e-Vatican: 142 Years of Official Documents Go Online

Benedict and RowanFrom 1865 until 2007. From Pope Pius IX to Benedict XVI. There will no doubt be much scholarly debate on this new online content once these 142 years of monthly Vatican reports get translated out of Latin (!) into something the contemporary world understands.

The initial point of interest seems to be the unofficial texts relating to the period around the Second World War. These documents are separated out in files of their own.

The Catholic Church’s role in WWII has long been a tension between Jewish leaders and the Vatican. One the one hand Pope Pius XII signed the Reichskonkordat between Germany and the Vatican in 1933 to support Hitler’s moves against Communism; and many Catholics at every level of the society aligned with the Nazis in their “purity” campaign, including assisting in exposing and killing Jews. On the other hand, there was a strong underground Catholic popular movement to resist Hitler and to protect Jews from harassment, imprisonment, and execution.

The newly accessible Vatican files should offer greater understanding of the dynamics of the time and hopefully bring greater honesty and authenticity to Catholic-Jewish relations. When Pope Benedict XVI visited the Great Synagogue of Rome in 2009, some Jewish leaders asked him to open “all Vatican archives” regarding the pontificate of Pius XII, from 1939 to 1958, and to thoroughly investigate his policy regarding Jews. Now, that has been done.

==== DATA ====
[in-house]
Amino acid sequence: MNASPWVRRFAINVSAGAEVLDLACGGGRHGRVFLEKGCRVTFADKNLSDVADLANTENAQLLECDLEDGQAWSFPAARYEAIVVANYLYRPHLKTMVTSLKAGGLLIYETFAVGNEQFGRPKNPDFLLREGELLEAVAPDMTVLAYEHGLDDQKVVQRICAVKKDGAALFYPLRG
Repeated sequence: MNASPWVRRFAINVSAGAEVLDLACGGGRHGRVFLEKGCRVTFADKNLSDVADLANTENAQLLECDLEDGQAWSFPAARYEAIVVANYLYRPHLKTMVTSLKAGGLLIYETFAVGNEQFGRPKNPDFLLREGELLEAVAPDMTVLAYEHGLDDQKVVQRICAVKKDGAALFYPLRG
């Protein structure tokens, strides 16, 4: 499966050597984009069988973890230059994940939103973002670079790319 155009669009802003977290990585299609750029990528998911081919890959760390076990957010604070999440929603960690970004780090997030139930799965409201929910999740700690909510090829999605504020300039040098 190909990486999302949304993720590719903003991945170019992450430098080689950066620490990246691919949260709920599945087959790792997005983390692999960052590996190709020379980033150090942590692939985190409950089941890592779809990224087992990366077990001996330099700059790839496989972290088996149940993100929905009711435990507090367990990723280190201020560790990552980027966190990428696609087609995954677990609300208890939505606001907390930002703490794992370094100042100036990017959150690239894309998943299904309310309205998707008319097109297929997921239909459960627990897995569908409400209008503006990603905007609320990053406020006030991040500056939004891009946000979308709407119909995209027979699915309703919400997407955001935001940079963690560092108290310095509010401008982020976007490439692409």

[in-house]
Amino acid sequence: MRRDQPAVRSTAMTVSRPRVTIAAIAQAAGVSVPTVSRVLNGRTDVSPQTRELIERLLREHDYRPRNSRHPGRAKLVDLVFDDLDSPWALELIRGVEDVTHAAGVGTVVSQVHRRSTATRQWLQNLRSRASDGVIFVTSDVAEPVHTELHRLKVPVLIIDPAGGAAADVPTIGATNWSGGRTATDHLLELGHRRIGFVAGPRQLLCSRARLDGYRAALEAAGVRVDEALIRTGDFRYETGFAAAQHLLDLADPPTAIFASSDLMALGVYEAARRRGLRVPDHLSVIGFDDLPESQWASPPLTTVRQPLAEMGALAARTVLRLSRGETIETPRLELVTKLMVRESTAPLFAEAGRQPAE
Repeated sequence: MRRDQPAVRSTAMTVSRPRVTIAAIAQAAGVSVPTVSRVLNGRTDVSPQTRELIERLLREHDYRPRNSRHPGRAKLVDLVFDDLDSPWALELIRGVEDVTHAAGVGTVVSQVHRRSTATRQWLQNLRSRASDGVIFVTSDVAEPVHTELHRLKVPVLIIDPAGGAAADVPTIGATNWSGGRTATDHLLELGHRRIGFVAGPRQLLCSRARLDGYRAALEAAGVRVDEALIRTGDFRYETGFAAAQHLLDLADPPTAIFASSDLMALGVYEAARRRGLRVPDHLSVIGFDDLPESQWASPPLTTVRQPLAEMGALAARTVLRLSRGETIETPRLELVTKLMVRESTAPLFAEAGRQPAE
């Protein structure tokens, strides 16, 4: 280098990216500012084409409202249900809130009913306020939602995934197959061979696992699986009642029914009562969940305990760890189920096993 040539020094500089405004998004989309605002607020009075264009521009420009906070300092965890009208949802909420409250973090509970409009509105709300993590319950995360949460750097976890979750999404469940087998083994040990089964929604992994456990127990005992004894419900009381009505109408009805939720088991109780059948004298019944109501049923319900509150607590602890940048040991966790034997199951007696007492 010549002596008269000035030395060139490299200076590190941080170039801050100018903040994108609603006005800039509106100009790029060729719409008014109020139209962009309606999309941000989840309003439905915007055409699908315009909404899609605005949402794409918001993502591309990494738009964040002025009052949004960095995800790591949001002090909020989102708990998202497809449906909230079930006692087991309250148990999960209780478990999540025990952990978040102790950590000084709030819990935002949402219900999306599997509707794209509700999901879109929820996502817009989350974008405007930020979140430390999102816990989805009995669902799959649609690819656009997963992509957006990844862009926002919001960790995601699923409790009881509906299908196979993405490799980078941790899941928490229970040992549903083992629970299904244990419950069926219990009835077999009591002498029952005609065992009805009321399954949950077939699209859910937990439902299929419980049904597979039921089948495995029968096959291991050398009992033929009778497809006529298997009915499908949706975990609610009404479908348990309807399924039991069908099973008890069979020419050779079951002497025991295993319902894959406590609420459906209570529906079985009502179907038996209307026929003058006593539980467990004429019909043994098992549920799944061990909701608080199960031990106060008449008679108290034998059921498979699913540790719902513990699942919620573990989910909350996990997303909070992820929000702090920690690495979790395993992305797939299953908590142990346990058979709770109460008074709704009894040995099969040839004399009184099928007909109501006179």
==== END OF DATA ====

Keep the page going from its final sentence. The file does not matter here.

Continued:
The Vatican has proved itself capable of transparency on the very difficult issue of WWII and the Holocaust. Will it be so bold to act with transparency on the pedophilia scandal?

Here’s an excerpt from Luigi Sandri’s article on the new online content:

The documents show that during the pontificate of Paul VI, from 1963 to 1978, there was concerted discussion on accusations of “silence” by Pius XII during the Second World War on the Holocaust.

Accusations were that Pius XII never openly and unequivocally protested against the Holocaust and some historians have accused him of accepting actions of Nazi Germany under its dictator Adolf Hitler.

The Vatican has often rebutted this accusation by saying that while it did not condemn the Holocaust, Pius XII strongly encouraged a wide network of Roman Catholics – in parishes, families and monasteries – throughout Europe to help thousands of Jews escape death.

Documents show that Pope Paul VI entrusted a group of four Jesuit historians, headed by the Rev. Pierre Blet, to edit the Acts and documents of Holy See regarding the Second World War.

From 1965 to 1981 the group published 12 volumes. They contain not only official documents, but also letters of the secretary of state, of papal nuncios, and private letters of bishops to the pope. On the whole, according to the Vatican, these documents show that the Holy See did a lot to help Jews during the period.

Read the whole article here.

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